Dave Rayner dinner goes virtual this weekend

The fund has helped some of the biggest names in British cycling at the start of their careers

(Image credit: Allan McKenzie/SWpix.com)

The Dave Rayner fund will host an online event on social media this weekend and want you to get involved. Instead of it’s annual dinner and auction in Leeds, the fund want to flood social media with messages, memories and photos with the hashtags #RaynerDinner2020 and #DaveRaynerFund.

There will be a video message from one very special former rider while others are expected to post messages on their own feeds using the hashtags.

If you’ve been to a dinner, met a rider formerly backed by the fund (see list below), ridden the Etape du Dales sportive, or were a funded rider, they’re asking you to post the memory online to build the story. Or you can just wish them well from the safety of your own home this Saturday evening.

You can also donate via their website, knowing that all money goes toward developing young riders by placing them in foreign teams for a season.

This year the fund, which recently became a registered charity, sent forty riders to live and race abroad. While all of them had to return early in the season due to lockdowns many returned and enjoyed some level of racing. And they’re in demand for 2021. “A lot of the French teams are desperate for British riders as more and more of them are doing well.” Rider liaison Joscelin Ryan said. “The French teams especially. They’re really good for the riders as they look after them so well.”

Despite the pandemic and subsequent hit on under-23 racing their rider Jake Stewart made the step up to WorldTour, and did so mid season. Stewart, who writes a column in CW magazine, was thrown in at the deep end, making his debut with Groupama-FDJ at Ghent Wevelgem after two seasons with their development squad.

While the lack of racing meant it wasn’t a stellar year for the fund’s 2020 cohort, their alumni went on to great things this season. Adam Yates pulled on the yellow jersey at the Tour de France and held it for four stages in to the Pyrenees. Yates rode in France as an amateur for UVCA Troyes and CC Etupes before turning professional in 2014.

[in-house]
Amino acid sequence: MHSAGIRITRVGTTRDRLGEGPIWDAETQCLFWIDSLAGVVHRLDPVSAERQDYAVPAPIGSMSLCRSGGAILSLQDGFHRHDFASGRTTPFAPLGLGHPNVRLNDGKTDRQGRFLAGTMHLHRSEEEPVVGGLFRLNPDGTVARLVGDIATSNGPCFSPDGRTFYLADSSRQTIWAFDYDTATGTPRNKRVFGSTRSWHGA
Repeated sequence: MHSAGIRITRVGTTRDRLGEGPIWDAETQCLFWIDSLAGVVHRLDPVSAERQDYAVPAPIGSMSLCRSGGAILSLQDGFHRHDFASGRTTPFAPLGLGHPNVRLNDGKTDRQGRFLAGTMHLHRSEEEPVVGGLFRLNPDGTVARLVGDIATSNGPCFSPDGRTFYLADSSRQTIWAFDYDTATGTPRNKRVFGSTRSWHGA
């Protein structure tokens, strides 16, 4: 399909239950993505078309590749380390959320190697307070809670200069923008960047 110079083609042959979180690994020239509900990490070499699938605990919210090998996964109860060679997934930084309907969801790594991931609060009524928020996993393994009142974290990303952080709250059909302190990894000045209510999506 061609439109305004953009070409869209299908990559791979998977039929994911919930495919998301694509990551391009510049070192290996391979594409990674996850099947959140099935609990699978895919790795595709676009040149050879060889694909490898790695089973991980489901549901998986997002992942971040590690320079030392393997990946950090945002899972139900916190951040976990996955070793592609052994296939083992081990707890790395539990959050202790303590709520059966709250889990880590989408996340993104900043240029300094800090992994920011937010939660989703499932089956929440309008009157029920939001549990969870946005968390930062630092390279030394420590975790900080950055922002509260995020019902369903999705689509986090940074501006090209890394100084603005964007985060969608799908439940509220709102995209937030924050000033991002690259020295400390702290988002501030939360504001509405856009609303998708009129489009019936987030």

Former Dave Rayner funded rider Tao Geoghegan Hart wins the Giro d'Italia 2020 (Luca Bettini/AFP via Getty Images)
(Image credit: AFP via Getty Images)

An event page can be found on their Facebook page and you can find them on Twitter @DaveRaynerFund and Instagram @daveraynerfund

But the fund’s biggest success was when Tao Geoghagen Hart rode to victory on the final stage of the Giro d’Italia in Milan. Geoghegan Hart spent three years in America with Axel Merckx’s Axeon Hagens team, during which time he was backed by the fund. “That made us enthusiastic all over again” Ryan said.

“We’re carrying on, and we’ve already received a good number of applications for next year. We had quite a lot of new ones [in 2020] who were only 18, and lots of them have reapplied. We’re waiting to see what money comes in.” After the online event signed jerseys will be put up for auction. Always a highlight of the dinner, these can often raise thousands of pounds.

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Simon Richardson
Magazine editor

Editor of Cycling Weekly magazine, Simon has been working at the title since 2001. He fell in love with cycling 1989 when watching the Tour de France on Channel 4, started racing in 1995 and in 2000 he spent one season racing in Belgium. During his time at CW (and Cycle Sport magazine) he has written product reviews, fitness features, pro interviews, race coverage and news. He has covered the Tour de France more times than he can remember along with two Olympic Games and many other international and UK domestic races. He became the 130-year-old magazine's 13th editor in 2015.